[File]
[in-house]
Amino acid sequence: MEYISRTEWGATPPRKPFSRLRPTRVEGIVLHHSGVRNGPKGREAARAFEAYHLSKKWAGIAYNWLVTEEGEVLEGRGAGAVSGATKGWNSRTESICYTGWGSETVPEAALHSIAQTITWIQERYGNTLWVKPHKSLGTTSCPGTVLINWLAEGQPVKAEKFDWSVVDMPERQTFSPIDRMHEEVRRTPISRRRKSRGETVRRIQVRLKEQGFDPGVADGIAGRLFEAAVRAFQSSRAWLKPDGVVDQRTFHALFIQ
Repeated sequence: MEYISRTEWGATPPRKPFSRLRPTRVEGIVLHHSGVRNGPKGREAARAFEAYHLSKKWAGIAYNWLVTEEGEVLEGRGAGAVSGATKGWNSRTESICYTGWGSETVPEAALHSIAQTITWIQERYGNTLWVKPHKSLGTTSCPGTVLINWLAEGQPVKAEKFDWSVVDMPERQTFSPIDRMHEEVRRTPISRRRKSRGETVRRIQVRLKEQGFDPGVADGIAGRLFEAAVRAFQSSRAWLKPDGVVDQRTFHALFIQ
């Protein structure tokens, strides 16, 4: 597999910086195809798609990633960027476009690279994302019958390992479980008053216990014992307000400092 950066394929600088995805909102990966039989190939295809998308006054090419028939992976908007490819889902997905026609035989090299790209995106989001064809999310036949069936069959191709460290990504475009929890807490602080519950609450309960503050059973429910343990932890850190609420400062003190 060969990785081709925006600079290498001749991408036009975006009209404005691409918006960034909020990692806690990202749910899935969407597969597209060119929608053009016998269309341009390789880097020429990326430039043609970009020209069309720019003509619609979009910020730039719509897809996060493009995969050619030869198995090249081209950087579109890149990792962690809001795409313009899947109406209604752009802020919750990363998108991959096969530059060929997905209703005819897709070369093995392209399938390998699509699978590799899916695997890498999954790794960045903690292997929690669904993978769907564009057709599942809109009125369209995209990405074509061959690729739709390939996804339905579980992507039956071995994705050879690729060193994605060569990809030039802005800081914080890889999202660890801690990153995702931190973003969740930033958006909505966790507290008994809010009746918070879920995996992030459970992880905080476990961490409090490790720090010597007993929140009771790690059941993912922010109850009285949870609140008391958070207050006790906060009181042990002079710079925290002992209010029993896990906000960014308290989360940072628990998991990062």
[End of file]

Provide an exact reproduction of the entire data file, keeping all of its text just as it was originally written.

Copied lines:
[in-house]
Amino acid sequence: MEYISRTEWGATPPRKPFSRLRPTRVEGIVLHHSGVRNGPKGREAARAFEAYHLSKKWAGIAYNWLVTEEGEVLEGRGAGAVSGATKGWNSRTESICYTGWGSETVPEAALHSIAQTITWIQERYGNTLWVKPHKSLGTTSCPGTVLINWLAEGQPVKAEKFDWSVVDMPERQTFSPIDRMHEEVRRTPISRRRKSRGETVRRIQVRLKEQGFDPGVADGIAGRLFEAAVRAFQSSRAWLKPDGVVDQRTFHALFIQ
Repeated sequence: MEYISRTEWGATPPRKPFSRLRPTRVEGIVLHHSGVRNGPKGREAARAFEAYHLSKKWAGIAYNWLVTEEGEVLEGRGAGAVSGATKGWNSRTESICYTGWGSETVPEAALHSIAQTITWIQERYGNTLWVKPHKSLGTTSCPGTVLINWLAEGQPVKAEKFDWSVVDMPERQTFSPIDRMHEEVRRTPISRRRKSRGETVRRIQVRLKEQGFDPGVADGIAGRLFEAAVRAFQSSRAWLKPDGVVDQRTFHALFIQ
């Protein structure tokens, strides 16, 4: 597999910086195809798609990633960027476009690279994302019958390992479980008053216990014992307000400092 950066394929600088995805909102990966039989190939295809998308006054090419028939992976908007490819889902997905026609035989090299790209995106989001064809999310036949069936069959191709460290990504475009929890807490602080519950609450309960503050059973429910343990932890850190609420400062003190 060969990785081709925006600079290498001749991408036009975006009209404005691409918006960034909020990692806690990202749910899935969407597969597209060119929608053009016998269309341009390789880097020429990326430039043609970009020209069309720019003509619609979009910020730039719509897809996060493009995969050619030869198995090249081209950087579109890149990792962690809001795409313009899947109406209604752009802020919750990363998108991959096969530059060929997905209703005819897709070369093995392209399938390998699509699978590799899916695997890498999954790794960045903690292997929690669904993978769907564009057709599942809109009125369209995209990405074509061959690729739709390939996804339905579980992507039956071995994705050879690729060193994605060569990809030039802005800081914080890889999202660890801690990153995702931190973003969740930033958006909505966790507290008994809010009746918070879920995996992030459970992880905080476990961490409090490790720090010597007993929140009771790690059941993912922010109850009285949870609140008391958070207050006790906060009181042990002079710079925290002992209010029993896990906000960014308290989360940072628990998991990062």